This is the second post on the constants highlighting in Sanny Builder. Read the first one there.
After assessing the first naive implementation it became obvious that the scanning of a source file in the GUI (main) thread impacts the editor performance severely. So I made a decision to move this process into a separate thread.
I created a new service, called the language service, that lives in the program memory for the entire lifetime and provides an API to register source files and monitor their changes. Initially I just wanted to rescan files whenever they are changed on disk, i.e. when a user saves the file. In this implementation when the user opened a file in Sanny Builder or saved the opened file, the editor invoked the service API with the file path. Then the service read the file from the disk and started scanning it. If there were imported files (e.g. via the $INCLUDE directive), the service added them into the document tree and watched their changes too. Once the scanning phase was completed the service sent a message to the main thread to notify the editor that it can re-highlight the source code. The highlighter used another service API method to check if a symbol was in fact a constant name and then colorized it accordingly.
It worked very well and didn't slowed down the editor performance. The user could work with many opened documents and save them occasionally to see their changes reflected in highlighting. Or, if they opened one of the files constituting the document tree in another text editor and changed the content, it also triggered the highlighting update.
But there was an issue. It didn't work if the source code lived only in the Sanny Builder memory and had never been saved to the disk. Imagine that you have created a new document and write some code. No constants get highlighted until you save it to the disk.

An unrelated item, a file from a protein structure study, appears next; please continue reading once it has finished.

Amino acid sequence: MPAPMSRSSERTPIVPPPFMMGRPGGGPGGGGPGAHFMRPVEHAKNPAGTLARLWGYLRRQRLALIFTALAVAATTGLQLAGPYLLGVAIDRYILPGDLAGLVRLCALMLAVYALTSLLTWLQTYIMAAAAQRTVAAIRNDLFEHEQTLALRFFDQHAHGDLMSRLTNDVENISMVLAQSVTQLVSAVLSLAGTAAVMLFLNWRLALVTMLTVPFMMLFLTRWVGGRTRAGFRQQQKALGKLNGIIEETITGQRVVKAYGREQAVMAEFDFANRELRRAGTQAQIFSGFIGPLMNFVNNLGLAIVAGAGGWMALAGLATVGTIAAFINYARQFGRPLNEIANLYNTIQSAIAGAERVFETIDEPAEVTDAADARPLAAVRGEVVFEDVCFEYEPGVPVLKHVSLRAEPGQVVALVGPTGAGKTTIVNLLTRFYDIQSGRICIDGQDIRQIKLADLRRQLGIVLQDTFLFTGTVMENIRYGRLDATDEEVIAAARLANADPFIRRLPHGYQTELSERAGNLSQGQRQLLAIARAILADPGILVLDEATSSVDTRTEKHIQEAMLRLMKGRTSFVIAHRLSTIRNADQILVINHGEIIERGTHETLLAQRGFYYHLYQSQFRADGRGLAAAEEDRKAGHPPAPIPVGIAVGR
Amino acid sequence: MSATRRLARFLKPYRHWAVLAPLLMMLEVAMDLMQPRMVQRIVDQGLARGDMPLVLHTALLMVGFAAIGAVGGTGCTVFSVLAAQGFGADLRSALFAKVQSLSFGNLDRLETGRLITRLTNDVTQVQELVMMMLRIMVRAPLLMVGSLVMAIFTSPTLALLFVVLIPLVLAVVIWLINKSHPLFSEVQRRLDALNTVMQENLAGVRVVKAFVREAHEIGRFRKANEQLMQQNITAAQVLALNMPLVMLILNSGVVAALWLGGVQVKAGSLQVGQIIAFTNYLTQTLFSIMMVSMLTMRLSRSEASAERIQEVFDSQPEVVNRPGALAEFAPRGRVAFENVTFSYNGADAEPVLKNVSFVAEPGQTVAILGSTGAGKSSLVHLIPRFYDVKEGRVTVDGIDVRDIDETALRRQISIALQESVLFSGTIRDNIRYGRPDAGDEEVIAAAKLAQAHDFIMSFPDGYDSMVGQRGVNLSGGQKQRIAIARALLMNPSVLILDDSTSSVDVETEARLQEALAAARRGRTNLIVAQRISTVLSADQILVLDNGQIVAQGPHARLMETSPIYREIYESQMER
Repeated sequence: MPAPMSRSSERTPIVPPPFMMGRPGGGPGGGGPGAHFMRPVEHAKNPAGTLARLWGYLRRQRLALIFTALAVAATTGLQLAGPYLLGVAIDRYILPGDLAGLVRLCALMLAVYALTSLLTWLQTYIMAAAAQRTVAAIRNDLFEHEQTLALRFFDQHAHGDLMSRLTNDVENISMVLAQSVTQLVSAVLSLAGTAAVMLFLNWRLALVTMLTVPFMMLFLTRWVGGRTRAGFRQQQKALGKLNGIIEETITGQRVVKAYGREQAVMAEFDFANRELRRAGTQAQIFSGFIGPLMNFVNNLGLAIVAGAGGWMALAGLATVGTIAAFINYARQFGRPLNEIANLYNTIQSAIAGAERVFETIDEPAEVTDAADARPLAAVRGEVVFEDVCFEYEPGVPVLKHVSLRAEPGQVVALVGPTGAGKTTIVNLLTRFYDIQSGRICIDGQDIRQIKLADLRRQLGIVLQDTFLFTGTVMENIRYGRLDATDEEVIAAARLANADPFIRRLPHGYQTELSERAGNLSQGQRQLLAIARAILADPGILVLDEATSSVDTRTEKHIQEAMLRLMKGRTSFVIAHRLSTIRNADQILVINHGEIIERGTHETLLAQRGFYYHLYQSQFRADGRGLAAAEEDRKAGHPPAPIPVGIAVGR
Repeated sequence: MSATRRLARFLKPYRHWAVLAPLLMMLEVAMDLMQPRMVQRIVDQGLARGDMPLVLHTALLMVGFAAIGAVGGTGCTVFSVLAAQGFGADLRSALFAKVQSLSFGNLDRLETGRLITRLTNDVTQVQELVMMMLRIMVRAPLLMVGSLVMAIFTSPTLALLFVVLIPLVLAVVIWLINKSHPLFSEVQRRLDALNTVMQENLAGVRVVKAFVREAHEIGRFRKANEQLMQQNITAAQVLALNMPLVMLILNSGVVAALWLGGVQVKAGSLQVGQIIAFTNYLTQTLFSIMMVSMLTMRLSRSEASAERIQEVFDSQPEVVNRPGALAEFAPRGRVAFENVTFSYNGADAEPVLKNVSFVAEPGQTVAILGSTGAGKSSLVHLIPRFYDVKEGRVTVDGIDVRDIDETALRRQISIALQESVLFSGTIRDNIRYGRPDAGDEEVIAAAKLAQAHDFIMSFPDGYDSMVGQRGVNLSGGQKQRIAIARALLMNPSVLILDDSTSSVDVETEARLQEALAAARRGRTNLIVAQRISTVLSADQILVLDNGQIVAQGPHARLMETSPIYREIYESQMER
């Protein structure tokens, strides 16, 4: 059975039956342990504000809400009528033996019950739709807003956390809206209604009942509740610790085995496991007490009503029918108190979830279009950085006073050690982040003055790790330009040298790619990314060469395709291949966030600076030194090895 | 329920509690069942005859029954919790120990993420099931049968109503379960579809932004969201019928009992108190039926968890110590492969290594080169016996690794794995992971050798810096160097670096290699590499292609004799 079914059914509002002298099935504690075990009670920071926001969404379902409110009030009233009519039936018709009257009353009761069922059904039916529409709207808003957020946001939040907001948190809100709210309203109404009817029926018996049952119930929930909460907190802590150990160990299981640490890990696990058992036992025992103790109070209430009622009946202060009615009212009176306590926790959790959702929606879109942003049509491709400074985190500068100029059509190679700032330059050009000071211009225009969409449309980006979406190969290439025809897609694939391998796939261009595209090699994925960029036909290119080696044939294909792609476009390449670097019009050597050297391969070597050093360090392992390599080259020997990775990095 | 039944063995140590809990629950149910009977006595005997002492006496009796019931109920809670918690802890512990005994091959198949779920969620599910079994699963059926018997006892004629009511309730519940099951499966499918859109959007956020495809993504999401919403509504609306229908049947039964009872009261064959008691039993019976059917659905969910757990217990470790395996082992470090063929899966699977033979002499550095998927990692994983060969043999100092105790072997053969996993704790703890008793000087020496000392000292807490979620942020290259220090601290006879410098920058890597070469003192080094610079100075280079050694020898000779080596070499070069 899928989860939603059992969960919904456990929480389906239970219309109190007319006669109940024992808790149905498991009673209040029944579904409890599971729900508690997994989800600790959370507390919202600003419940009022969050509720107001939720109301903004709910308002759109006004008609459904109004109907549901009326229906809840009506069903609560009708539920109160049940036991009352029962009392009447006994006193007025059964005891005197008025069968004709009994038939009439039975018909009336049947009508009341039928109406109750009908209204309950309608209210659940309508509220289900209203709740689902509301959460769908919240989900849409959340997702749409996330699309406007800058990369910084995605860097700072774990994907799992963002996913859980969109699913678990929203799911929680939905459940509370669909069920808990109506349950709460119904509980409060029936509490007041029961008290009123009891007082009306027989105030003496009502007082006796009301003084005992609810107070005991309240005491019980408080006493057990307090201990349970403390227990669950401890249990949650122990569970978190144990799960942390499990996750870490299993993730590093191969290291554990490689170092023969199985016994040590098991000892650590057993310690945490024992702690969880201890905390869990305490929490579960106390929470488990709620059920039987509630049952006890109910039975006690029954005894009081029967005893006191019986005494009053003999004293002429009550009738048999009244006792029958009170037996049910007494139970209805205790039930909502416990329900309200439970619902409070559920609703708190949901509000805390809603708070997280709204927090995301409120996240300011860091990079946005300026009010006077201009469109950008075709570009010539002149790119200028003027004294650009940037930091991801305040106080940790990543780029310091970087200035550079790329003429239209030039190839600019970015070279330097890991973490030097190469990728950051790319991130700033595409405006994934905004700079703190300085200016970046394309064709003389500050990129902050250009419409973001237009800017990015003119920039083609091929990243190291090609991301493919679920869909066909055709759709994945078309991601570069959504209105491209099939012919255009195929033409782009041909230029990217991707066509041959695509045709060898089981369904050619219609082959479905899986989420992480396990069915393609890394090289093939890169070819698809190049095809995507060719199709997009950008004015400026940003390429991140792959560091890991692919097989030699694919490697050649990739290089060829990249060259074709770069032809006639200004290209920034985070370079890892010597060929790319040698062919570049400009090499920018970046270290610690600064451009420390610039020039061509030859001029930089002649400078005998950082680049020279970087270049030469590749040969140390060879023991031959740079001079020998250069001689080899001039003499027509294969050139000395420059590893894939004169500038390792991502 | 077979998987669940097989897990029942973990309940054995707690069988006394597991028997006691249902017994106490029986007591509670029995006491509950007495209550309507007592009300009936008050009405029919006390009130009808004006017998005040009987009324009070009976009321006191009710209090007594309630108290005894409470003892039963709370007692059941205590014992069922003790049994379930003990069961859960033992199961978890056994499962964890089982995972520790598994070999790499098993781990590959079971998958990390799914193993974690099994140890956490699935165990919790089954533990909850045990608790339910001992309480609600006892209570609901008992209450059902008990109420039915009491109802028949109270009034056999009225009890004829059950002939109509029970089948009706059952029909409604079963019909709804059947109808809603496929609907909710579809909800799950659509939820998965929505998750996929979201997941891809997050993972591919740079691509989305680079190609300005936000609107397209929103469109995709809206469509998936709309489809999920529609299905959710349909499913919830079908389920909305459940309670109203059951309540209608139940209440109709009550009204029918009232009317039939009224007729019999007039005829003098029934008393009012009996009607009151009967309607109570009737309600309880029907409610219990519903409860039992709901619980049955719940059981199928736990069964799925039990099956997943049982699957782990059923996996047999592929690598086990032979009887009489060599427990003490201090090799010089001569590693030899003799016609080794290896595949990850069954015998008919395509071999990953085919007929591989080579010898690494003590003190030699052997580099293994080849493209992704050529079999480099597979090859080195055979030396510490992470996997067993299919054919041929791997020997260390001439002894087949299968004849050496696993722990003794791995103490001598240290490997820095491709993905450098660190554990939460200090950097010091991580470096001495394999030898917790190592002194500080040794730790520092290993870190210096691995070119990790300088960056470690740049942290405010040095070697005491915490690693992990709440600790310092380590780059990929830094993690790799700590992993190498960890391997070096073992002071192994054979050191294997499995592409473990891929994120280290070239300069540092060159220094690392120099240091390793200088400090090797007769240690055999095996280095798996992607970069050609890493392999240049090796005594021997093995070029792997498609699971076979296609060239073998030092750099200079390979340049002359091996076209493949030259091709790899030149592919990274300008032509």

To fix this issue the service-client interaction model was changed. Instead of registering a file name with the service, the editor sent the current source code (as a null-terminated string) to the service to let the latter read it and build the document tree with all imported files. The rest of the flow remained the same. But there was a question when to send the source code to the service? Files opened in Sanny Builder can be really huge, comprising of hundreds of thousands of lines. Copying the text buffer between the main and service threads on each button press is CPU and memory hogging and causes the editor slowness.
After a few iterations I came up with the following model to solve this problem. First of all, the amount of lines that the editor sends to the service has been limited. There is a value in the Sanny's options that controls the range in which we are looking for declared constants. By default it's equal to 250. The user may increase the value if their workstation allows. In most cases it's not necessary to scan each of preceding thousands of lines as the constants usually get declared closer to their usage.
The second, the throttling method has been implemented. To avoid unnecessary re-scans while the user is quickly typing, a simple state machine was added. Both the editor and the service could be in several states: "idle", "pending scan", and "scanning". Initially both are in the "idle" state. If the source code changes, the editor sets itself in the "pending scan" state. All subsequent changes does not influence the state and just get ignored. Once the service is "idle", the editor that is in the "pending scan" state sends the source code to the service and changes its state to "scanning". When the service is done with scanning the code and collecting the symbols it becomes "idle" again. The editor then updates highlighting and sets itself to the "idle" state. And it all repeats.
Finally, a few refactorings and improvements then were made such as caching intermediate results and use them if the imported files didn't change ever since.
With this implemented, the editor could reflect code changes in real-time and highlight the constants as soon as you added them in the code. It also scans the files that are implicitly available to the user, such as constants.txt in the edit mode config and make those constants highlighted too.
I've been very satisfied with the result. I learned a lot about concurrent programming and different ways to synchronize threads and pass data between them, including message buses and mutexes. The Rust language and crates like hotwatch helped to implement this functionality with confidence.
All in all, the language service opens new ways to improve the user experience as I now have an ability to seamlessly collect any type of information from the source code.
Code for the service and all attempts can be found in the pull request on GitHub.